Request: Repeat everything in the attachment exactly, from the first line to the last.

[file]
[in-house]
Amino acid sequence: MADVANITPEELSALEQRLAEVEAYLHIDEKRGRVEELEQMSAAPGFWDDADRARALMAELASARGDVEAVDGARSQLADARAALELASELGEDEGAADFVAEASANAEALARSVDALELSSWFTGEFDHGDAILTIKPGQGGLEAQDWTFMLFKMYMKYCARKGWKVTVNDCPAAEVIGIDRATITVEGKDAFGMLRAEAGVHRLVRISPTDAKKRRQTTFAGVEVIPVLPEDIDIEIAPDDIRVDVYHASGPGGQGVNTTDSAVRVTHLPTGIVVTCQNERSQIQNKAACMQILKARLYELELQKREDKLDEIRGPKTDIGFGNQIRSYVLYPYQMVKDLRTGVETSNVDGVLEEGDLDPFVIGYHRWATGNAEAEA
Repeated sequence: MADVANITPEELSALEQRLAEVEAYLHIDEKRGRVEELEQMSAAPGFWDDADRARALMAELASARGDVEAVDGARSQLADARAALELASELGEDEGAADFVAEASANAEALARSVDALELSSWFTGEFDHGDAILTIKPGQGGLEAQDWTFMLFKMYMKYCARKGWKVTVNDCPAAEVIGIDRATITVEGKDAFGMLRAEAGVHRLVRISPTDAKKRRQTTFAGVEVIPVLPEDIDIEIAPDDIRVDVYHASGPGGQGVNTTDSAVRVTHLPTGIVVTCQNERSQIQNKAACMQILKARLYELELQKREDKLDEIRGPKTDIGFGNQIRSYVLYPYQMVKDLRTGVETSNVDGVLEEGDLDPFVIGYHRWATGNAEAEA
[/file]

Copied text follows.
[in-house]
Amino acid sequence: MADVANITPEELSALEQRLAEVEAYLHIDEKRGRVEELEQMSAAPGFWDDADRARALMAELASARGDVEAVDGARSQLADARAALELASELGEDEGAADFVAEASANAEALARSVDALELSSWFTGEFDHGDAILTIKPGQGGLEAQDWTFMLFKMYMKYCARKGWKVTVNDCPAAEVIGIDRATITVEGKDAFGMLRAEAGVHRLVRISPTDAKKRRQTTFAGVEVIPVLPEDIDIEIAPDDIRVDVYHASGPGGQGVNTTDSAVRVTHLPTGIVVTCQNERSQIQNKAACMQILKARLYELELQKREDKLDEIRGPKTDIGFGNQIRSYVLYPYQMVKDLRTGVETSNVDGVLEEGDLDPFVIGYHRWATGNAEAEA
Repeated sequence: MADVANITPEELSALEQRLAEVEAYLHIDEKRGRVEELEQMSAAPGFWDDADRARALMAELASARGDVEAVDGARSQLADARAALELASELGEDEGAADFVAEASANAEALARSVDALELSSWFTGEFDHGDAILTIKPGQGGLEAQDWTFMLFKMYMKYCARKGWKVTVNDCPAAEVIGIDRATITVEGKDAFGMLRAEAGVHRLVRISPTDAKKRRQTTFAGVEVIPVLPEDIDIEIAPDDIRVDVYHASGPGGQGVNTTDSAVRVTHLPTGIVVTCQNERSQIQNKAACMQILKARLYELELQKREDKLDEIRGPKTDIGFGNQIRSYVLYPYQMVKDLRTGVETSNVDGVLEEGDLDPFVIGYHRWATGNAEAEA